(edited to edit! Like my rough draft? Librarian shut me down before I could clean it up. My secret is out.)
healyje

Trad climber
Portland, Oregon
Sep 21, 2010 - 08:21pm PT
JC Penny work boots, $14.99 - couldn't beat it with a stick. That and barefoot in the hollers of SoIll. Eventually we variously got 'blue meanies' (RRs), 'green meanies' (Chouinards), PAs, and then the miraculous EBs.
Brokedownclimber

Trad climber
Douglas, WY
Sep 21, 2010 - 09:12pm PT
I'll expand on what donini said, good climbers have good footwork and mediocre climbers don't. Agreed! I was simply stating that a climber who learned to climb in boots and got up the routes in good style learned good footwork or simply quit climbing.

Stiffer shoes have always been my choice, as well. I've had old red and black PA's, Robbins Blue Boots, Kletter Spiders, Boreal Ace's, and La Sportiva Mariacher's, and now am sporting a pair of TC Pros and a pair of Tradmasters.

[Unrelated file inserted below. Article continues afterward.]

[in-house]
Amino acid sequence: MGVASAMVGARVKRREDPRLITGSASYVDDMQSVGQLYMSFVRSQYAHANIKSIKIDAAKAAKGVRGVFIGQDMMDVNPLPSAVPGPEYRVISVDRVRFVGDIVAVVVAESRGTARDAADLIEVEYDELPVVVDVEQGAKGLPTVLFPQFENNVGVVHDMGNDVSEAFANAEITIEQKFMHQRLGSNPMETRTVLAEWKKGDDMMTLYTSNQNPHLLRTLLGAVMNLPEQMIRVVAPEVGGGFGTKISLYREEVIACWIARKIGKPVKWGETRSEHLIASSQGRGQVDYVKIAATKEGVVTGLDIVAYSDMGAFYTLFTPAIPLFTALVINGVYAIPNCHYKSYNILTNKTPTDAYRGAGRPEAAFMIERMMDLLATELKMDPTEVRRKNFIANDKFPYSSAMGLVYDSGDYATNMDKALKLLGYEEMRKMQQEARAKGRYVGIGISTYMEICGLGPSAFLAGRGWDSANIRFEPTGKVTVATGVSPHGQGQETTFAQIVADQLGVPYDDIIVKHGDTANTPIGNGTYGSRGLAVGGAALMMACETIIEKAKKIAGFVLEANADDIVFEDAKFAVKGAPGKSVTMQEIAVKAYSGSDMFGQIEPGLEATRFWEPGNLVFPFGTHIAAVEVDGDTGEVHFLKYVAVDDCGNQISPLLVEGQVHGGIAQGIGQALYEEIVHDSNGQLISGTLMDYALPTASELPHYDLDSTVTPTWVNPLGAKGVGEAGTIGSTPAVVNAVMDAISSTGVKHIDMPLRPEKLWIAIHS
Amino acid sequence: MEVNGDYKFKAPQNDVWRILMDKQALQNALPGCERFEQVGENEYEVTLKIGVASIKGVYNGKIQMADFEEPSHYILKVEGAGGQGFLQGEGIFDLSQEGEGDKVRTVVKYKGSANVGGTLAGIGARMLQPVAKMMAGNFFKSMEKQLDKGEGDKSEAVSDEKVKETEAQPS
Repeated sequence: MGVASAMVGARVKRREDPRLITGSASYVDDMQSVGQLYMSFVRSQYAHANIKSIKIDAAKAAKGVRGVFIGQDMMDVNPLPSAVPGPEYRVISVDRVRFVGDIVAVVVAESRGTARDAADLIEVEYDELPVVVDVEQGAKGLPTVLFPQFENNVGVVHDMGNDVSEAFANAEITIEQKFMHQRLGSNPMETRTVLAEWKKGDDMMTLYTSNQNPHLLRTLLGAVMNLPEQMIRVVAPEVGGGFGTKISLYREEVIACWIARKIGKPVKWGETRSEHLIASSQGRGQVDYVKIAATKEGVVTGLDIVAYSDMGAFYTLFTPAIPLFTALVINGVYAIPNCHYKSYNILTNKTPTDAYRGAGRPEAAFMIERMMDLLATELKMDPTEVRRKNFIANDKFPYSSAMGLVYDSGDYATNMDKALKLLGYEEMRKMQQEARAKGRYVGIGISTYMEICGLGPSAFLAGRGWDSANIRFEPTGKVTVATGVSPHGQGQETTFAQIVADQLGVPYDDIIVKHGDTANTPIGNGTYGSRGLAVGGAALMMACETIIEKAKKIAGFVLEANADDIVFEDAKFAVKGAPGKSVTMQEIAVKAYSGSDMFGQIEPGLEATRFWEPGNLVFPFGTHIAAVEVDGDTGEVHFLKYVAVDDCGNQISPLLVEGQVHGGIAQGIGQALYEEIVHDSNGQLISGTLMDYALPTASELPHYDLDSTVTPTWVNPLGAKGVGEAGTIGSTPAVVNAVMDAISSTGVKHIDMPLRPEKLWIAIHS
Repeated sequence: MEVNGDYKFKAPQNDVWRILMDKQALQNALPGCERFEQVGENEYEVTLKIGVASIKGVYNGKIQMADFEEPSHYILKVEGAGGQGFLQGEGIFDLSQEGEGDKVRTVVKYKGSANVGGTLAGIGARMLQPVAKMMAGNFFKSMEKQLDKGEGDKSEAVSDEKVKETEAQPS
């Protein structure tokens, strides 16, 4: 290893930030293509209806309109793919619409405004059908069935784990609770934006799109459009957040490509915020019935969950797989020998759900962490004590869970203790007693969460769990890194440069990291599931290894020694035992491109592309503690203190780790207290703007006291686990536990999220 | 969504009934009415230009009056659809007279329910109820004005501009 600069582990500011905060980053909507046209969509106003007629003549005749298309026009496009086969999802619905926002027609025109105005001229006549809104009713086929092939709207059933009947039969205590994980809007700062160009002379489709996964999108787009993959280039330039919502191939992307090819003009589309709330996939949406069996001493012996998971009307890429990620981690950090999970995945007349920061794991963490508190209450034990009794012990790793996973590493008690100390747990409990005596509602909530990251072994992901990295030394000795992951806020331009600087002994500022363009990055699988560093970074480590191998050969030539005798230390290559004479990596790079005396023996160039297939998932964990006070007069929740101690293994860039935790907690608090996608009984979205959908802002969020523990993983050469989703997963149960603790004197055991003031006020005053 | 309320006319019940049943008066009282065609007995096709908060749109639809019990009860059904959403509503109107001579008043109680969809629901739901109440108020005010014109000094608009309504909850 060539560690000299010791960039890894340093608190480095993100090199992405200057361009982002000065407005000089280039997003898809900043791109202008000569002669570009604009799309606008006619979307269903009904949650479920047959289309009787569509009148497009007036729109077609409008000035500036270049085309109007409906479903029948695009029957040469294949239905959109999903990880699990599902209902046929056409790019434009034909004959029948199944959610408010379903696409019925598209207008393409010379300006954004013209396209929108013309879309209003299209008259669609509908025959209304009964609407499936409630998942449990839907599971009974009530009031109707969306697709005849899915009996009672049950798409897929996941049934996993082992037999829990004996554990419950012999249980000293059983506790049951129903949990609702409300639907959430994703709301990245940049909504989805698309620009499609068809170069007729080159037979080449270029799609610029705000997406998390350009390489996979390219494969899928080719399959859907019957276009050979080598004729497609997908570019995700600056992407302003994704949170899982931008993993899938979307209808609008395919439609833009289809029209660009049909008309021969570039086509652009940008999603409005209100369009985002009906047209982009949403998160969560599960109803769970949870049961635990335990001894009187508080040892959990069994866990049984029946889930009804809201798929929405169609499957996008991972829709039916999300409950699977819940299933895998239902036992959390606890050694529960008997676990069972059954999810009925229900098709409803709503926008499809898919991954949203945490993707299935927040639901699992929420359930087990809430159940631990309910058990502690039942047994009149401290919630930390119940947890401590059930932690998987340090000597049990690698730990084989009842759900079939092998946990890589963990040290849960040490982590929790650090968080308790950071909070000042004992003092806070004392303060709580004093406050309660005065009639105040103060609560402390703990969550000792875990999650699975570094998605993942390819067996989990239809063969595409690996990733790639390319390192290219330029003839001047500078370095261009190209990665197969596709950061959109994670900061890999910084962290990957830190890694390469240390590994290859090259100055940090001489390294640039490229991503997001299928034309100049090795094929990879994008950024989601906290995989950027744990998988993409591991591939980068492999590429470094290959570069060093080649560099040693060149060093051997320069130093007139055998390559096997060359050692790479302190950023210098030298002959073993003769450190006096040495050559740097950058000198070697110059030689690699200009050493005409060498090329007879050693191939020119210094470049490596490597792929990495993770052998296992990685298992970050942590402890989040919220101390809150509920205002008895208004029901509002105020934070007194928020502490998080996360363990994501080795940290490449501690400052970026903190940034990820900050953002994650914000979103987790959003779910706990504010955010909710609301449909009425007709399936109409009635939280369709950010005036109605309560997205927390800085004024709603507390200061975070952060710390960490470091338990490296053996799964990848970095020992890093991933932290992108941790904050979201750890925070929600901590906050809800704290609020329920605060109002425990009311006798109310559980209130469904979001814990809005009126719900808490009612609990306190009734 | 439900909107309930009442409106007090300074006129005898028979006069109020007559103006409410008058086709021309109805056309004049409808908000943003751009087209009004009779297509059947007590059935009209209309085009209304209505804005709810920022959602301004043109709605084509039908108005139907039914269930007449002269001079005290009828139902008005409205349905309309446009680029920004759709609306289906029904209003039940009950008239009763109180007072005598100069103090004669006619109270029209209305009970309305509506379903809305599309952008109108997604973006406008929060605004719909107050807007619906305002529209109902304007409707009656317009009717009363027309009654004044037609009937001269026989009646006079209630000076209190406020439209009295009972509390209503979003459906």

bmacd

Trad climber
Grade V, Level III certified Kook 100% Canadian
Sep 22, 2010 - 02:51am PT
Ghost those custom soled Vasque ascenders are brillant. I did a bunch of climbing in the Bugaboos with mine, sans your resole job. Perhaps the modern equivalent candidate for that kind of resole would be my old pair of red La Sportiva Trangos
Jaybro

Social climber
Wolf City, Wyoming
Sep 22, 2010 - 05:12am PT
TheEiger ? Did you ever do us a TR? If not, get crackin'!

And back on topic, from earlier today, it's never too late to find out how to knock boots.
Credit: Jaybro
bmacd

Trad climber
Grade V, Level III certified KooK 100% Canadian
Sep 22, 2010 - 10:22pm PT
Radical Riley sez: And I climbed The Eiger, a mixed 5.7 route in casual off the shelve A-solo hikers

bump for Nordwand TR with pictures ;)
donini

Trad climber
Ouray, Colorado
Sep 22, 2010 - 10:58pm PT